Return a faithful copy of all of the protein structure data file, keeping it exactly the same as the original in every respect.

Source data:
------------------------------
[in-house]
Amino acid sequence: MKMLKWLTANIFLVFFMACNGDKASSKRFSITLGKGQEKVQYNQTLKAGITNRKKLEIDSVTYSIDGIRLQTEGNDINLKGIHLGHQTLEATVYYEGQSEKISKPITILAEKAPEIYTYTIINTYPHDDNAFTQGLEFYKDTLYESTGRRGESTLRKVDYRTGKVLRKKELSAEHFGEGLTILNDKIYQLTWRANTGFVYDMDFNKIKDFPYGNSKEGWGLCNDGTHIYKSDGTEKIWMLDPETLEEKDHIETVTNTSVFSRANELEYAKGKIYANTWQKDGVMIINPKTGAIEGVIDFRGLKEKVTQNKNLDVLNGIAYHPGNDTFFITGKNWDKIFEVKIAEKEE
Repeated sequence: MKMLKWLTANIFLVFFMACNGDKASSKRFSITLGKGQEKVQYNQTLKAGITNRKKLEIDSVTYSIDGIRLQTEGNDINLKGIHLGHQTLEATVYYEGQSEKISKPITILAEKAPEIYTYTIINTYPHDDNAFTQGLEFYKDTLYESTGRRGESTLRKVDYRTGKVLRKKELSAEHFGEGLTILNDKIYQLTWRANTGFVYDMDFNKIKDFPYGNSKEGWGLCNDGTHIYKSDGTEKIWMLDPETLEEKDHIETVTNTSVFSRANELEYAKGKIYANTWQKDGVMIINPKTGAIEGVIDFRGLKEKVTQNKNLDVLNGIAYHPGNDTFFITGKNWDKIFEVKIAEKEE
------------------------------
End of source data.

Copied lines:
[in-house]
Amino acid sequence: MKMLKWLTANIFLVFFMACNGDKASSKRFSITLGKGQEKVQYNQTLKAGITNRKKLEIDSVTYSIDGIRLQTEGNDINLKGIHLGHQTLEATVYYEGQSEKISKPITILAEKAPEIYTYTIINTYPHDDNAFTQGLEFYKDTLYESTGRRGESTLRKVDYRTGKVLRKKELSAEHFGEGLTILNDKIYQLTWRANTGFVYDMDFNKIKDFPYGNSKEGWGLCNDGTHIYKSDGTEKIWMLDPETLEEKDHIETVTNTSVFSRANELEYAKGKIYANTWQKDGVMIINPKTGAIEGVIDFRGLKEKVTQNKNLDVLNGIAYHPGNDTFFITGKNWDKIFEVKIAEKEE
Repeated sequence: MKMLKWLTANIFLVFFMACNGDKASSKRFSITLGKGQEKVQYNQTLKAGITNRKKLEIDSVTYSIDGIRLQTEGNDINLKGIHLGHQTLEATVYYEGQSEKISKPITILAEKAPEIYTYTIINTYPHDDNAFTQGLEFYKDTLYESTGRRGESTLRKVDYRTGKVLRKKELSAEHFGEGLTILNDKIYQLTWRANTGFVYDMDFNKIKDFPYGNSKEGWGLCNDGTHIYKSDGTEKIWMLDPETLEEKDHIETVTNTSVFSRANELEYAKGKIYANTWQKDGVMIINPKTGAIEGVIDFRGLKEKVTQNKNLDVLNGIAYHPGNDTFFITGKNWDKIFEVKIAEKEE